On July 8, 2013, BP voiced their complaints to a three-judge panel in the U.S. Fifth Circuit Court of Appeals about the manner in which Patrick Juneau, the claims administrator in their case, is allowing businesses to collect money. The company has repeatedly argued that the terms of their settlement have been misinterpreted by Mr. Juneau, thus allowing unaffected businesses to cash in on the tragic oil rig explosion that plagued the Gulf in 2010. According to current reports, the number of claims that have been filed with the spill compensation fund has risen by 18% over the last six weeks, causing BP to become that much more agitated about the management of their case.
It is for this reason that the company is seeking to stop business economic loss payouts while an independent inquiry is launched. In response to this, however, Judge James Dennis asked BP's legal representative, Theodore Olsen, why the company thinks that the appellate court has jurisdiction over the interpretation of a settlement that BP had previously signed off on. While Olsen did his best to explain how the company initially interpreted the terms of the settlement—which clearly differed from that of the claims administrator who was assigned to the case—Judge Dennis interrupted to, again, ask the question, "How can we go beyond the four corners of the agreement?"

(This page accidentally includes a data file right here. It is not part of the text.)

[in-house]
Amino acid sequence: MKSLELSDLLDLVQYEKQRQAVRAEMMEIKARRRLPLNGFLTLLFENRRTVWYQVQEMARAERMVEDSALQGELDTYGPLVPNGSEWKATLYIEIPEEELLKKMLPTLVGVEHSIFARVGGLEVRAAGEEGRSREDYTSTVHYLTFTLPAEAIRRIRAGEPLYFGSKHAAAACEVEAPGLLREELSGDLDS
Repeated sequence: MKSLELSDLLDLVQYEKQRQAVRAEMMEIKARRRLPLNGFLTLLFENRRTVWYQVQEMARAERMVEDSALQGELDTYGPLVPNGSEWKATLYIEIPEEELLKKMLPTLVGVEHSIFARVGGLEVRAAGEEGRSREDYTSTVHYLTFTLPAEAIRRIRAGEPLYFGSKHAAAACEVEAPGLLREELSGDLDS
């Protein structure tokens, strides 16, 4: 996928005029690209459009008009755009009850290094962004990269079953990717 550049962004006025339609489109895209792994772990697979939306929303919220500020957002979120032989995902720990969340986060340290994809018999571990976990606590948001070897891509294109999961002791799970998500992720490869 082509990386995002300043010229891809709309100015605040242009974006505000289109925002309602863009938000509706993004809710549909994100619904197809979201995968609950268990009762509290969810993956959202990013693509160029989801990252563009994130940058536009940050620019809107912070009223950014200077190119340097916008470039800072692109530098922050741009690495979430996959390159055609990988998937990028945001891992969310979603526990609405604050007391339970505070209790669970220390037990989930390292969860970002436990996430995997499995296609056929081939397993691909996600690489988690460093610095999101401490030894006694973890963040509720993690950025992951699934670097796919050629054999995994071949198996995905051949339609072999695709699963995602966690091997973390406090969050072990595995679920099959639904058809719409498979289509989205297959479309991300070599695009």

He went on to explain that "The agreement defines what is a lost profit in a particular way, and you have had the chance to not agree with that – several chances." For this reason, and many others, the co-lead counsel for the plaintiffs' steering committee, James Roy, stated after the hearing that he was satisfied with the proceedings. With more than 195,403 claims filed thus far, resulting in an estimated $8.2 billion in compensation for those who were affected by the oil spill, it is safe to say that this is not the last we will hear from BP in objection to the administration of these claims; however, the U.S. appeals judges have given no indication as to when they will rule on this matter.
If you or someone you love has been affected by the BP oil spill, along with the countless others, you should not hesitate to find out if you are eligible for compensation. With the help of a Montgomery personal injury lawyer from Morris, Cary, Andrews, Talmadge & Driggers, LLC, you may be able to seek damages for the economic losses that you have suffered. When you contact our firm today at (888) 694-0174, you can tell us about your case for free through a no-cost consultation. If you would prefer to contact us online, you can even submit a complimentary case evaluation form directly from our website.
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